at home parents, make something up, what ever, but keep their nose out of the business of others unless they are doing harm. We don't need to be undevided . We just need to agree to get along.

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Jamie Clemons
Jamie Clemons5 months ago

If the dreamers are here illegally either give them a legal process to go through or deport them. If they are here Illegally then they are illegals call them what they really are.

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Jamie Clemons
Jamie Clemons5 months ago

I wouldn't say everyone agreed. I don't think gun control will help there are already millions of guns out there. No "meaningful" gun control is going to make them go away or keep them out of peoples hands. To think otherwise is delusional wishful thinking.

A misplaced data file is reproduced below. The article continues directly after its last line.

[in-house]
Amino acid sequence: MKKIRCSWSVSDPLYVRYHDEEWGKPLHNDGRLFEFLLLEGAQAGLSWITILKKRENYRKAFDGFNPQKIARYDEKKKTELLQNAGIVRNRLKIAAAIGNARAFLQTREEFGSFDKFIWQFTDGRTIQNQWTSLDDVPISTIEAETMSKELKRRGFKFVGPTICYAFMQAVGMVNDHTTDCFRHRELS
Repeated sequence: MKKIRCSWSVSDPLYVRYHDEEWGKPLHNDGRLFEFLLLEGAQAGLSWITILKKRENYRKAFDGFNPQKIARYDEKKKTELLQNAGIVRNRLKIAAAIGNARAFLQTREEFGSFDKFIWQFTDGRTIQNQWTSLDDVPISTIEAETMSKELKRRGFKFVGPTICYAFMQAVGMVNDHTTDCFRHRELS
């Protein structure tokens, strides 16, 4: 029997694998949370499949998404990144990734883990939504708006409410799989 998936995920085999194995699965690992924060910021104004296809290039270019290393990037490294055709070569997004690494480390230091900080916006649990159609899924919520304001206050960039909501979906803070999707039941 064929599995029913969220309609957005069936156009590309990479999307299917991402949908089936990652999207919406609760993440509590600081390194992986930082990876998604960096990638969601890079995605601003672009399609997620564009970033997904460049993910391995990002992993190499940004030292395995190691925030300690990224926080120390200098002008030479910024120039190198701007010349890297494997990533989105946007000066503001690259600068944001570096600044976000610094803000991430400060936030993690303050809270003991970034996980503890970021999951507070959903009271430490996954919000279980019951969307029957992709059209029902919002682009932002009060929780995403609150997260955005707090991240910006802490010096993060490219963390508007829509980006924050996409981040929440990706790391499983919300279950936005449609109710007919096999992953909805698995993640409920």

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Dan B
Dan Blossfeld5 months ago

Mary B.,
I would like to eliminate re-election altogether. Each member could serve unlimited terms, but never the same seat in back to back elections. This would work great in the Senate, where the turnover would be one-third. The House night get chaotic, but members start running for re-election halfway through their term anyway.